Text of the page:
A 2004 study on the correlation between rape and intoxication of college women in the Journal of Studies on Alcohol found that one in 20 women reported being raped in college, and nearly 72 percent of those rapes happened when the victims were so intoxicated that they were unable to consent or refuse.
Kravitz said heavy drinking can cause uncertainties regarding consent.
“You have to be very careful when you’re drinking. If you’re accused of being someone who engages in a sexual assault, whether you were under the influence or not does not mitigate your responsibility,” she said.
Powell said while drinking can make women or men more vulnerable, it is important to recognize that the victim is never at fault.
“You know, when people think of prevention, they look at the fact of what the victim can do to stop this from happening. People look at what they wore, what they had on, what were the dynamics of why this occurred,” she said. “The reason why this occurred is because of a rapist. It has really nothing to do with the actual victim. Keep in mind, this is an issue of power and control.”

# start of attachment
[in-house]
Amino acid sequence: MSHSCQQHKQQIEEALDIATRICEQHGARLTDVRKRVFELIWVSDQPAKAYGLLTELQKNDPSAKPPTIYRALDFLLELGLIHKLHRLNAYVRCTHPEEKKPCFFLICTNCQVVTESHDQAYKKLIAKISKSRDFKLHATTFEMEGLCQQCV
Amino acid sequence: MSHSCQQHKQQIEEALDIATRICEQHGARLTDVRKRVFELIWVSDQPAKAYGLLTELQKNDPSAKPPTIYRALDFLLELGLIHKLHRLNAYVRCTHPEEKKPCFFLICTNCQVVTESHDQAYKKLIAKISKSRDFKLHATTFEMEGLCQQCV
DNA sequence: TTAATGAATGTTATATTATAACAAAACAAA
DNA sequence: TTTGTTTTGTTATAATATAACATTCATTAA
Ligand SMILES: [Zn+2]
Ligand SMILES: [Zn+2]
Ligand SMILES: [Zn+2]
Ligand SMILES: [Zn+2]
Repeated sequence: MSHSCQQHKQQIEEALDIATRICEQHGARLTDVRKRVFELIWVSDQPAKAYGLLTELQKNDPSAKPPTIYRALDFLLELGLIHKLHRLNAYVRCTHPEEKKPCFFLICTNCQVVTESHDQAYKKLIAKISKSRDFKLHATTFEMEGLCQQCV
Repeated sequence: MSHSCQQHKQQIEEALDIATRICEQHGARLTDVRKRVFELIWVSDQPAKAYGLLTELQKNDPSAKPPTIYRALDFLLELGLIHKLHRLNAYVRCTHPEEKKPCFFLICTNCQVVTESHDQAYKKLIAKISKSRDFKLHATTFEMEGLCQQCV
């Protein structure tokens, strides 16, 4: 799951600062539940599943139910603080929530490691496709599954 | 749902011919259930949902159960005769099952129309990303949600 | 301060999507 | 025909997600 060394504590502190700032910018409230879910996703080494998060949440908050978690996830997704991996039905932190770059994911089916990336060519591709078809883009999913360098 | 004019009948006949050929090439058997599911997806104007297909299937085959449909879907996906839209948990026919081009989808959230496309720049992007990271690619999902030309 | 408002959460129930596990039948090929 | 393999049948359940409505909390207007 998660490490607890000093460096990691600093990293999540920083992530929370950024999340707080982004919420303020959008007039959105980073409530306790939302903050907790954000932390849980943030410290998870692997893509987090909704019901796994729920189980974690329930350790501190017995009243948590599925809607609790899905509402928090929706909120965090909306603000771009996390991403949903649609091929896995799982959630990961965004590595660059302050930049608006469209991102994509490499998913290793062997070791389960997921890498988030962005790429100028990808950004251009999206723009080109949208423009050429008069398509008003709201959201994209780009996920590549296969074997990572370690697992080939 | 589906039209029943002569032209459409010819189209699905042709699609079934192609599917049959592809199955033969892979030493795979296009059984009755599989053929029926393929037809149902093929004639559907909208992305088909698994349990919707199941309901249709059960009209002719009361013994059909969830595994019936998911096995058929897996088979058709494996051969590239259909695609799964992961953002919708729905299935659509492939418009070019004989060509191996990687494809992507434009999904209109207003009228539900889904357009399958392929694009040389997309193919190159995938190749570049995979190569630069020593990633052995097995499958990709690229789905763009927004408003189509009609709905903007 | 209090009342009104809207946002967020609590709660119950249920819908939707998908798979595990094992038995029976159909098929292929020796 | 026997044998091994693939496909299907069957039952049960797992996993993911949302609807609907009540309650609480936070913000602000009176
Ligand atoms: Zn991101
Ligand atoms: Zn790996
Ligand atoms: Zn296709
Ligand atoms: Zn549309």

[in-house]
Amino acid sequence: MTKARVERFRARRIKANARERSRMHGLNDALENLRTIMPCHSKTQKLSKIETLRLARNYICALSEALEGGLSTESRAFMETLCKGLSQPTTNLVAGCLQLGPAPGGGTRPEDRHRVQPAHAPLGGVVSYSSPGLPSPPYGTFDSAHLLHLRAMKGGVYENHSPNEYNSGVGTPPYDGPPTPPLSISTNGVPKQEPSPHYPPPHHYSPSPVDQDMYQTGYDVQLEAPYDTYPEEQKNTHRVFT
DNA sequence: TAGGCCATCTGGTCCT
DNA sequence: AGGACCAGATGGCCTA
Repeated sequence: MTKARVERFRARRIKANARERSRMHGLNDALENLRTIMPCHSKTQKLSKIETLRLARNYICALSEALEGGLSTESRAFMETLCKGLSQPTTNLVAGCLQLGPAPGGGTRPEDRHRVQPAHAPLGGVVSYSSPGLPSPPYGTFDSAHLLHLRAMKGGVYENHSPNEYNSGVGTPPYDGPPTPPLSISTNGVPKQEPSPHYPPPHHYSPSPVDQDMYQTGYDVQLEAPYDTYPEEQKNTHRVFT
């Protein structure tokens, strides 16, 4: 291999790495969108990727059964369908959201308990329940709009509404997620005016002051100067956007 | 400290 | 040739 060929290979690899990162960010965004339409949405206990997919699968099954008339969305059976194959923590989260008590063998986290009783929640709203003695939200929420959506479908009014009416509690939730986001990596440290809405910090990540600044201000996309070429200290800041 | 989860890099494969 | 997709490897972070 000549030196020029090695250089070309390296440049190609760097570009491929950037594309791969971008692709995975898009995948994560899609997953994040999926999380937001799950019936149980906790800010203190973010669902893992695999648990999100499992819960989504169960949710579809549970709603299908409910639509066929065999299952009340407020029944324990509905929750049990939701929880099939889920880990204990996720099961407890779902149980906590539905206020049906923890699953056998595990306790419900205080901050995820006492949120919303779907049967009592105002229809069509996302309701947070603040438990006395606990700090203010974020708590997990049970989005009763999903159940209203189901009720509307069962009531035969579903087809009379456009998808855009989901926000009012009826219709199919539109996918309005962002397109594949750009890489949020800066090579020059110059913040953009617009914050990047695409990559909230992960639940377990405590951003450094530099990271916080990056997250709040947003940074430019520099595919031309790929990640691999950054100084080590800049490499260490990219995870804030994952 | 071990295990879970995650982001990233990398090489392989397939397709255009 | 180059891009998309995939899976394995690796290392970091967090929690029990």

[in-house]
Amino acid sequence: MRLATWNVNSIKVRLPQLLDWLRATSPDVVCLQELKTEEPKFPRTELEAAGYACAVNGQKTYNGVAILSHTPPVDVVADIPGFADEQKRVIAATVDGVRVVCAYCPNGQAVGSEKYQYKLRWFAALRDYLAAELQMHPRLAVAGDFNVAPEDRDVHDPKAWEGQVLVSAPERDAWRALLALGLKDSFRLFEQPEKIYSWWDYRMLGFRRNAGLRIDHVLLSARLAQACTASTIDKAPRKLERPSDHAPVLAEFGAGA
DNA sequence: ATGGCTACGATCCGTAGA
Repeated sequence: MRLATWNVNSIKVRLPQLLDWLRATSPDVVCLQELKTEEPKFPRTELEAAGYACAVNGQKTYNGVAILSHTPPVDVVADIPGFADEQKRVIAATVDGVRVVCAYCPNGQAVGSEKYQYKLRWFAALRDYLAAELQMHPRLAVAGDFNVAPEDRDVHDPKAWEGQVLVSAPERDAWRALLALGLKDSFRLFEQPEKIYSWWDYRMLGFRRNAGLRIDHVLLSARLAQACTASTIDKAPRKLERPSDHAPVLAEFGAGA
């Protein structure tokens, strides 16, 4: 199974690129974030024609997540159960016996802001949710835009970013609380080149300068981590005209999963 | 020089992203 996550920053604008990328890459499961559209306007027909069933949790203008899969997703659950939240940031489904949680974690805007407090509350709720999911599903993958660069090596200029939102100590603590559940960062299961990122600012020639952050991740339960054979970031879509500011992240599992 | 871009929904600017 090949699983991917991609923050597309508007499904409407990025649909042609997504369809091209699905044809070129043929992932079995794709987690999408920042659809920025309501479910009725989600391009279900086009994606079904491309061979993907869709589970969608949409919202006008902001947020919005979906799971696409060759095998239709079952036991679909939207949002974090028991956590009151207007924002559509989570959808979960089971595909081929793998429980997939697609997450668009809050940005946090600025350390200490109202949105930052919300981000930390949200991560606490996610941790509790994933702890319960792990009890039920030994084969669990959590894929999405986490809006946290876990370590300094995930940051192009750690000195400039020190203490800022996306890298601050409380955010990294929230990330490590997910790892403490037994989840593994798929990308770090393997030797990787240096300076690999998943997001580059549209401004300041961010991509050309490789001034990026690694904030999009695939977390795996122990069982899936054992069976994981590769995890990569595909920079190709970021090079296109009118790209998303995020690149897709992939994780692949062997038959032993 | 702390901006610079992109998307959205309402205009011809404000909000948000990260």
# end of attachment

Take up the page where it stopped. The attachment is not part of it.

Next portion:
If you or someone you know has been the victim of a sexual assault, you’re encouraged to call police or the university. Powell said victims can also contact COMPASS for support. The agency’s Rape Crisis and Counseling Center, located on Marmion Avenue in Youngstown, offers a 24-hour hotline, hospital and justice system advocacy as well as support groups for sexual assault victims.
The Rape Crisis and Counseling Center can be reached at 330-782-3936.